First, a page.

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It’s said that 2014 will be the year that content marketing comes into it’s own. Content marketing has been on the list of most buzz-worthy buzzwords for some time. There are magazines devoted to the topic, awards for “best content marketers”, and a quick search of the Internet spits back list upon list of how to do it correctly. Marketers from organizations of all sizes and types have jumped onto the bandwagon with both feet. It’s easy to understand why when you consider that content marketing costs 62% less than traditional marketing, while generating about three times as many leads per dollar spent.

Even Hollywood seems to recognize the importance of content marketing. Oscar-Award winning actor Kevin Spacey will deliver the closing keynote at next week’s Content Marketing World 2014. Oh, and Kevin? He has his own blog, Twitter feed, Facebook page, Google+ page, and YouTube channel. Clearly, he has thought about his own content marketing strategy.

Glamor aside, creating and maintaining a content marketing strategy is hard work. There’s much more to it than just throwing up a blog post every few weeks and tagging links on Twitter. The Content Marketing Institute defines content marketing as “a marketing technique of creating and distributing valuable, relevant and consistent content to attract and acquire a clearly defined audience – with the objective of driving profitable customer action.”

Let’s look at that a little more closely.

Valuable: Does your content educate your audience, share new information, or help them do their job better? Good content is designed to inform your buyers, to make them more intelligent if you will, not sell to them. Potential customers are fickle beasts – one sniff that you’re trying to sell them something and they’ll be running for the hills. But, delivering a steady stream of valuable content will increase the trust your audience has in your brand and in turn, reward you with their loyalty…and more importantly, their business.

Relevant: To create great content you need to understand the needs, lifestyle, and interest of your customers. Does your content matter to their business and lives? Does it solve their problems or answer their questions? If your main objective is just about making yourself look good, then your content marketing strategy is destined to fail. You need to become an expert on what is truly meaningful to your audience.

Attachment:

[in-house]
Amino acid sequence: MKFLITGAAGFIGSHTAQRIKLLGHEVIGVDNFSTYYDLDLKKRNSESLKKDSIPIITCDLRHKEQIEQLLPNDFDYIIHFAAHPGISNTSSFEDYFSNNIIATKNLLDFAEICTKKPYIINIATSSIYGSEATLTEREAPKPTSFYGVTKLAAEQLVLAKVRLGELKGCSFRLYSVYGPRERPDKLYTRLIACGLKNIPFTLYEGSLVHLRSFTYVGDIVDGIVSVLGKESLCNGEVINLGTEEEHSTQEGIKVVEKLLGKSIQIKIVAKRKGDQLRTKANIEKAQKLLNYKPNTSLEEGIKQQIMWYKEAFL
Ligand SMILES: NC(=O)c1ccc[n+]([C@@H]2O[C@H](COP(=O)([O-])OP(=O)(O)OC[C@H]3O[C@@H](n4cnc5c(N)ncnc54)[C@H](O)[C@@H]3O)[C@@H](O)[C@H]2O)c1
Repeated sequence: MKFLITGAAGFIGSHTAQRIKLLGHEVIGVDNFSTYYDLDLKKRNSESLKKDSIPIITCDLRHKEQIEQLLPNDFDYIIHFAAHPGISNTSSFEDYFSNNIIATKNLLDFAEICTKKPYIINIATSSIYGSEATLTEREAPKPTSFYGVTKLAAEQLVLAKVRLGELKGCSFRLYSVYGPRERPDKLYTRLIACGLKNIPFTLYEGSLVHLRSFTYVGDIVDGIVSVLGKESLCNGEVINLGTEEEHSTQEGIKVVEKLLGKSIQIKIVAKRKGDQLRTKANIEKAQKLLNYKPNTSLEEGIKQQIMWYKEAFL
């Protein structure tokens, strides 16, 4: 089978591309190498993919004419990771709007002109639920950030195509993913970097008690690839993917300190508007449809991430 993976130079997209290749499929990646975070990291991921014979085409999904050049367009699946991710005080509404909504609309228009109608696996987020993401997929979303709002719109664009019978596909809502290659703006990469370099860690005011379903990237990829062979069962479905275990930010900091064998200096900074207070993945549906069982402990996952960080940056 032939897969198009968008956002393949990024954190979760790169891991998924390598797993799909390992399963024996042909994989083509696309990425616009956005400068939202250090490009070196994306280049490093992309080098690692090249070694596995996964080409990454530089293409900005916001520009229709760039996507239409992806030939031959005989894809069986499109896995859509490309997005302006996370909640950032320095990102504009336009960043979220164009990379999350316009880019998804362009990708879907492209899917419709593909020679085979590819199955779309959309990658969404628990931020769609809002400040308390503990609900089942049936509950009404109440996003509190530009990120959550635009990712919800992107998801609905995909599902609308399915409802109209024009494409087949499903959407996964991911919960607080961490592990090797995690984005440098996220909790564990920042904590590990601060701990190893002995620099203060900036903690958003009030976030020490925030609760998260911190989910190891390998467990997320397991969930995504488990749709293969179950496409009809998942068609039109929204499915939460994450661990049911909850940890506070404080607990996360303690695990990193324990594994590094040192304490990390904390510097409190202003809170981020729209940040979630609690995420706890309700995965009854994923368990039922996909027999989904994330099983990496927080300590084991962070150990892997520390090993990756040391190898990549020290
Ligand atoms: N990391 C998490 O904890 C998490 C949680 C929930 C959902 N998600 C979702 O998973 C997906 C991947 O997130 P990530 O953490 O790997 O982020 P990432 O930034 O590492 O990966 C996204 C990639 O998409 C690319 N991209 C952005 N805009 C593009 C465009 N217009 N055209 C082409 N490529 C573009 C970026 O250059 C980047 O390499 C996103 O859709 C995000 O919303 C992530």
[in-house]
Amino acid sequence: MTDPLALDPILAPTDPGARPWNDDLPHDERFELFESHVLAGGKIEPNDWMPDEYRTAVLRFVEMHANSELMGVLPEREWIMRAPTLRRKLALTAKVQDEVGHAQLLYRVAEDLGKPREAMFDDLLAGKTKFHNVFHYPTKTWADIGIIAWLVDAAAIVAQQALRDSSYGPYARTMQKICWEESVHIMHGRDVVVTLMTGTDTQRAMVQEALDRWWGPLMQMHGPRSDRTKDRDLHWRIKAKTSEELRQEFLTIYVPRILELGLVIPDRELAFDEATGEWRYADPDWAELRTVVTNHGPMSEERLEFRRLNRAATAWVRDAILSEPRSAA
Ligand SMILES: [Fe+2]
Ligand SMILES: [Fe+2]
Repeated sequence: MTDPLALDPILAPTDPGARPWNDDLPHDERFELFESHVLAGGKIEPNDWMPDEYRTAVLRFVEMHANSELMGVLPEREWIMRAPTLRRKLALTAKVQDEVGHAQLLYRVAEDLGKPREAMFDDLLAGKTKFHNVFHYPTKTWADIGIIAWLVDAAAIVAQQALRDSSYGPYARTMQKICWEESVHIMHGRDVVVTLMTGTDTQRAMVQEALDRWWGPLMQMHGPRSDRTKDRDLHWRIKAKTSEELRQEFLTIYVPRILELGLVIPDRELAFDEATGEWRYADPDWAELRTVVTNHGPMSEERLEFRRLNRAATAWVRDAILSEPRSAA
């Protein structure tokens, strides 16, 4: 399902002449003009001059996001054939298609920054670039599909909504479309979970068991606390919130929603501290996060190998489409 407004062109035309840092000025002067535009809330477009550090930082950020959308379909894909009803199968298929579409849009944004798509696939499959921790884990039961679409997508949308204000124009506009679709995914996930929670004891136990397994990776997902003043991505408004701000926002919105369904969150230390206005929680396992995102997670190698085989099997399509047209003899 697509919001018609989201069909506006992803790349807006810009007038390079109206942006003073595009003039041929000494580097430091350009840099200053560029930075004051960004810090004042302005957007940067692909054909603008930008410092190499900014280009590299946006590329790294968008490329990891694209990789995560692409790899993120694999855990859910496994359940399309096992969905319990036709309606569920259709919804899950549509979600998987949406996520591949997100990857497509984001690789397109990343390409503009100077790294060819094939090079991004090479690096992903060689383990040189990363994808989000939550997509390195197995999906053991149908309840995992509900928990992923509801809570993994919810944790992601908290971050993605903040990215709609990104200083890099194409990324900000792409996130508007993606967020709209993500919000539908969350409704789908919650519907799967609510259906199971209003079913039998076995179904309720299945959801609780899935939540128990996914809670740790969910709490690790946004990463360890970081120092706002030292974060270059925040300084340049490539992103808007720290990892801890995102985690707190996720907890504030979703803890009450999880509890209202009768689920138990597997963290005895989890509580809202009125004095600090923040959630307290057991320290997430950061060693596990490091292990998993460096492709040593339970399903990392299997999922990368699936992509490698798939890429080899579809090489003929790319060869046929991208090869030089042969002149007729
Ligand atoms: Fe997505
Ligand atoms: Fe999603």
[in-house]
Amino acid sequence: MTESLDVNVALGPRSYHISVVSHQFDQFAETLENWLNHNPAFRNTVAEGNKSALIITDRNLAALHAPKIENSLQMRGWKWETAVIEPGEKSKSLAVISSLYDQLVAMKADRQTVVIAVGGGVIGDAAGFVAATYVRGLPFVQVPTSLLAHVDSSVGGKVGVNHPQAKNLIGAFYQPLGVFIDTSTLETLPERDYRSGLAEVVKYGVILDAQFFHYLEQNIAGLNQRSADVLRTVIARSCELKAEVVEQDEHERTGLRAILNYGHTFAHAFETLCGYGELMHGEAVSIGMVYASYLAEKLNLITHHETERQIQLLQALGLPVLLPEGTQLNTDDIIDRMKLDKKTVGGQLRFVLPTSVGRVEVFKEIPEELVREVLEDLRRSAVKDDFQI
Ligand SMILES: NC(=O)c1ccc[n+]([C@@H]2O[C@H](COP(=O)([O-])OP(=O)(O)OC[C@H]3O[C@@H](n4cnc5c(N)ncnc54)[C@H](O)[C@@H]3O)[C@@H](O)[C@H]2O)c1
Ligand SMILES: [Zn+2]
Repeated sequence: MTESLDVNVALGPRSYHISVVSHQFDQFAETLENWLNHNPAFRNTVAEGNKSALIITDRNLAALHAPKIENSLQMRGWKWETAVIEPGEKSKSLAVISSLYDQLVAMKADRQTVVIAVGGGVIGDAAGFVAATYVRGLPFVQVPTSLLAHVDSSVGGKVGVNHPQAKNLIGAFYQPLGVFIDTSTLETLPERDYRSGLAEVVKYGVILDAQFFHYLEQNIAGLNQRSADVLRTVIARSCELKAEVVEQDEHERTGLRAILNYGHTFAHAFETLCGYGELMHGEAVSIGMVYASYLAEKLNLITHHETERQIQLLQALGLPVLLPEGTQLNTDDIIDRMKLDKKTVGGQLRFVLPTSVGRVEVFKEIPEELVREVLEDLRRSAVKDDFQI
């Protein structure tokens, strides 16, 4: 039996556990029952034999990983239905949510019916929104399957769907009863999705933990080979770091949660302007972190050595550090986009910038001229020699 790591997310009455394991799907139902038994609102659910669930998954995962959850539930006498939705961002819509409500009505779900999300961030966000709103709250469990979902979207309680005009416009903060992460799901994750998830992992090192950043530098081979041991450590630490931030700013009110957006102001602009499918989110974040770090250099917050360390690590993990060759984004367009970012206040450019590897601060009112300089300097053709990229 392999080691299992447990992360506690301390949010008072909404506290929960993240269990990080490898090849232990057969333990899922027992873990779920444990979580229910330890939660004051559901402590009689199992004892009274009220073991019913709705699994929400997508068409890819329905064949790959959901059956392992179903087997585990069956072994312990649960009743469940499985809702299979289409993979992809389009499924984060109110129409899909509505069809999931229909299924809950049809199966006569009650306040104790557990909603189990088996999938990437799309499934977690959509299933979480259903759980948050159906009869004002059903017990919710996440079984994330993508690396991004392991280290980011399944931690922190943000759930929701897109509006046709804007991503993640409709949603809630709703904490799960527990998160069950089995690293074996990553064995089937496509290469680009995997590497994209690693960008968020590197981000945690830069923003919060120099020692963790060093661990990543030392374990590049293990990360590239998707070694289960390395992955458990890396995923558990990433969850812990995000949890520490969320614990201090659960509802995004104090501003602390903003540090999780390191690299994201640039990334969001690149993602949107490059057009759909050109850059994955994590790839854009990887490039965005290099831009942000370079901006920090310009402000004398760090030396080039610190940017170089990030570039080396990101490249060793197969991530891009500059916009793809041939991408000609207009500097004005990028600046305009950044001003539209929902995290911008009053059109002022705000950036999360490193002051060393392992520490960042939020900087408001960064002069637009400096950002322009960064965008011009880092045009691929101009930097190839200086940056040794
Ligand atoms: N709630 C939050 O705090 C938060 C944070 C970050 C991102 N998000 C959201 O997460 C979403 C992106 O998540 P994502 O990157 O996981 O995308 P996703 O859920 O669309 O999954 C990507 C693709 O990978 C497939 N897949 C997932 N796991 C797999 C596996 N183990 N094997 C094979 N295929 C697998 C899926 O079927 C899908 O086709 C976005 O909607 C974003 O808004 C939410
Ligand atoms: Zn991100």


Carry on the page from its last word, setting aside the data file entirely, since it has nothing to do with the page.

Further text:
Consistent: Building an audience requires time and effort. In order for your business to be top of mind, your audience needs to hear from you. A lot. Plan your content in advance and even consider developing a schedule. Planning provides the added benefit of being able to thoroughly cover specific topics in detail, addressing questions and relevant problems your customers might be experiencing, rather than jumping from one random topic to the next.

A clearly defined audience: This is perhaps the most critical piece of the puzzle. We are hyper-focused on establishing our content strategy, developing meaningful, creative content, and optimizing that content for every channel and search algorithm out there. We’re distracted by every shiny new social media platform that hits the scene. But in the frenzy of creating clever infographics and enough witty blog posts to last the quarter, have we spent as much time figuring out who our target audience is? Reaching the right people is crucial to your business and it begins by knowing your audience.

You’ve developed your content marketing strategy, have whiz-bang content, and identified your target audience. Now what? A lot of time and money was spent developing that great content and you want to be sure that it gets noticed. But competition for eyeballs is fierce. Throwing up a blog post and hoping folks see it isn’t effective, and in today’s noisy and platform filled landscape it isn’t as simple as a social media blast.

Content delivery – specifically knowing how your audience likes to receive content and how you will get your content in front of them – is just as important as content creation. Strategically planning the distribution of your content should be a consideration in the early planning stages of your strategy to ensure it appears where it matters to your audience…something we’ll tackle in a future blog.

Until then, are you ready to dive into building your own whiz-bang content marketing strategy?

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